Washington v. Fed. Bureau of Prisons

Decision Date19 August 2011
Docket NumberNo. CV 11-06589-DSF (VBK),CV 11-06589-DSF (VBK)
CourtU.S. District Court — Central District of California

On August 10, 2011, Raymond E. Washington (hereinafter referred to as "Petitioner") filed a "Petition for Writ of Habeas by a Person in State Custody" pursuant to 28 U.S.C. § 2254. It appears that Petitioner is in federal custody but is challenging his state court conviction for burglary in 1980. (See Petition at 2.) The Court's initial review of the Petition reveals that it suffers from the following deficiencies:

(1) The Petition does not name the proper respondent. Since Petitioner currently is in federal custody, the only appropriate respondent is the federal officer having custody of him, which in this case would be the Warden at the Federal Correctional Institution at Bradford, Pennsylvania,where Petitioner currently is incarcerated. See also 28 U.S.C. §2242.
(2) This Court Lacks Subject Matter Jurisdiction.
Subject matter jurisdiction over habeas petitions exists only where, at the time the petition is filed, the petitioner is "in custody" under the conviction challenged in the petition. Maleng v. Cook, 490 U.S. 488, 490-91, 109 S.Ct. 1923 (1989); Carafas v. Lavallee, 391 U.S. 234, 238, 88 S.Ct. 1556 (1968); see also 28 U.S.C. §§2241(c)(3), 2254(a). A habeas petitioner does not remain "in custody" once the sentence imposed for the conviction has "fully expired." Maleng, 490 U.S. at 491.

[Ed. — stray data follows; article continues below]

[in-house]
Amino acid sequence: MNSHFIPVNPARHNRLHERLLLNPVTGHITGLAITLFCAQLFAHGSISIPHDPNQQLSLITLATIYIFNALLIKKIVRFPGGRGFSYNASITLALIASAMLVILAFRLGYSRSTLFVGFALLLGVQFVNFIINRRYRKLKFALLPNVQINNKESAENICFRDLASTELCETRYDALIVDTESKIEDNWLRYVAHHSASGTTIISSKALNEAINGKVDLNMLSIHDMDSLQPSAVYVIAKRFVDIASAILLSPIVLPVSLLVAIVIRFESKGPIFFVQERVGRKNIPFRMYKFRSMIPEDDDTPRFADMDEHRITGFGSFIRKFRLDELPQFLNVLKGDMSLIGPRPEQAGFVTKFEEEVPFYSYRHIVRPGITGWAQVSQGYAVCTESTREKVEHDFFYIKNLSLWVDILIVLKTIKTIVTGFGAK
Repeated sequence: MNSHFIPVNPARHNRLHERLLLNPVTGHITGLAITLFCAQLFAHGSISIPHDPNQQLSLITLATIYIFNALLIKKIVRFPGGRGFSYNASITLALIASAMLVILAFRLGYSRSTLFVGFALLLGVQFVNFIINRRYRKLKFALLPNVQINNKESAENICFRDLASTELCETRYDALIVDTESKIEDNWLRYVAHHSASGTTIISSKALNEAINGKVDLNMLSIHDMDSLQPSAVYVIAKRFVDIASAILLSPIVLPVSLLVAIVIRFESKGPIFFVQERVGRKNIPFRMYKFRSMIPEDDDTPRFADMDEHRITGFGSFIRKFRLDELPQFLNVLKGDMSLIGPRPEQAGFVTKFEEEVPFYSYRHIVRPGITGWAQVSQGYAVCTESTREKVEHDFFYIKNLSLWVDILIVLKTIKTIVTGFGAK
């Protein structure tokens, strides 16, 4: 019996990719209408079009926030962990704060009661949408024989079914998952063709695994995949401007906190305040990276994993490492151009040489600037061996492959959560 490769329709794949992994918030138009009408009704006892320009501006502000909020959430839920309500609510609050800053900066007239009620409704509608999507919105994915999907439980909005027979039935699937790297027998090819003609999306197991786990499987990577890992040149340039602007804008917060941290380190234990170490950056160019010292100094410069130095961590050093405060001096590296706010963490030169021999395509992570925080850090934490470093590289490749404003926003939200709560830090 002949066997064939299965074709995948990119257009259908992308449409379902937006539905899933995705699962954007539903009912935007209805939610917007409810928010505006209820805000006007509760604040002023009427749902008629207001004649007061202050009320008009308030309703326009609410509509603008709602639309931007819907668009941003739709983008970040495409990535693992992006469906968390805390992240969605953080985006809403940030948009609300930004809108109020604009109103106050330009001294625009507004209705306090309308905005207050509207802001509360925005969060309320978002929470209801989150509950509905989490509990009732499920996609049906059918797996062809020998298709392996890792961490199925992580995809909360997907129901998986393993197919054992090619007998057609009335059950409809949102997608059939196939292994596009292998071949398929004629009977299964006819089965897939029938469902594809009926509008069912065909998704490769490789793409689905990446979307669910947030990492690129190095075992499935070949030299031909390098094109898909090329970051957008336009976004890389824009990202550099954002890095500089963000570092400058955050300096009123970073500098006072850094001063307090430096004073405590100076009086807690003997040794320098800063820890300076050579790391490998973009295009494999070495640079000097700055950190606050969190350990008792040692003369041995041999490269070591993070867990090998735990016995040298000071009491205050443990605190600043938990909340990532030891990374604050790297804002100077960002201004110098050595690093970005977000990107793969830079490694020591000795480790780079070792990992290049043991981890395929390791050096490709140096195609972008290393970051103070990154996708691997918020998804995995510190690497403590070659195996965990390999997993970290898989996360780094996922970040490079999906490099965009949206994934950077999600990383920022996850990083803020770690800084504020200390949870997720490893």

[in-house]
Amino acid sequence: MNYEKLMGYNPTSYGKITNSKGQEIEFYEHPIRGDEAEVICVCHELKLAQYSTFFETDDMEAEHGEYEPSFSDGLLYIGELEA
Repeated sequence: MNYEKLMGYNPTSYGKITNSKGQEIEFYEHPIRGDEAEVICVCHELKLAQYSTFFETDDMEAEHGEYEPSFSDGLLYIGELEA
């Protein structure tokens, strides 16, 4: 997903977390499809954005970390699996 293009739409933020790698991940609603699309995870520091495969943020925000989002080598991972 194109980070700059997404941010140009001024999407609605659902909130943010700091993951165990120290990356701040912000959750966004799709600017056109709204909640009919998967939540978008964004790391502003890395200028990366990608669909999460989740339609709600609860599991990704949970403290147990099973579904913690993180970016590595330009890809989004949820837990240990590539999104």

Here, it appears from the face of the Petition that the sentence imposed in 1980 for the conviction Petitioner is challenging had "fully expired" as of the time the Petition herein was filed.1 To the extent that Petitioner is contending that the prospective consequence to him of that allegedly unconstitutional 1980 conviction, whereby his prior state court conviction has adversely affected his federal sentence, is sufficient to satisfy the "in custody" requirement, the Court notes that the Supreme Court rejected essentially the same argument in Maleng. See 490 U.S. at 492-93.
Moreover, even assuming that Petitioner received a sentence in the federal proceeding which was adversely affected byhis prior state court conviction, Petitioner's recourse would not be a petition for writ of habeas corpus, but rather a motion directed to the federal sentence made to the sentencing judge pursuant to 28 U.S.C. §2255. See Feldman v. Perrill, 902 F.2d 1445, 1450 (9th Cir. 1990). (3) Petitioner's Attempt To Litigate The Validity Of The State Court Conviction Appears To Be Barred By The Supreme Court's Decision In Daniels, As Well As The Companion Decision In Lackawanna Co. Dist. Attorney.
Petitioner's claim challenging the constitutional validity of his 1980 no contest plea is foreclosed by the Supreme Court's decision in Daniels v. United States, 532 U.S. 374, 121 S.Ct. 1578 (2001). The Supreme Court in Daniels stated that habeas relief is not available to petitioners who challenge a fully expired conviction used to enhance a subsequent sentence in a petition brought under 28 U.S.C. §2255. The Supreme Court held that "the presumption of validity that attached to the prior conviction at the time of sentencing is conclusive, and the defendant may not collaterally attack his prior conviction through a motion under §2255." Id. at 381. In Lackawanna County District Attorney v. Coss, 532 U.S. 394, 121 S.Ct. 1567 (2001), the Supreme Court extended its Daniels holding to cover habeas petitions brought by state prisoners under 28 U.S.C. §2254 directed at enhanced state sentences: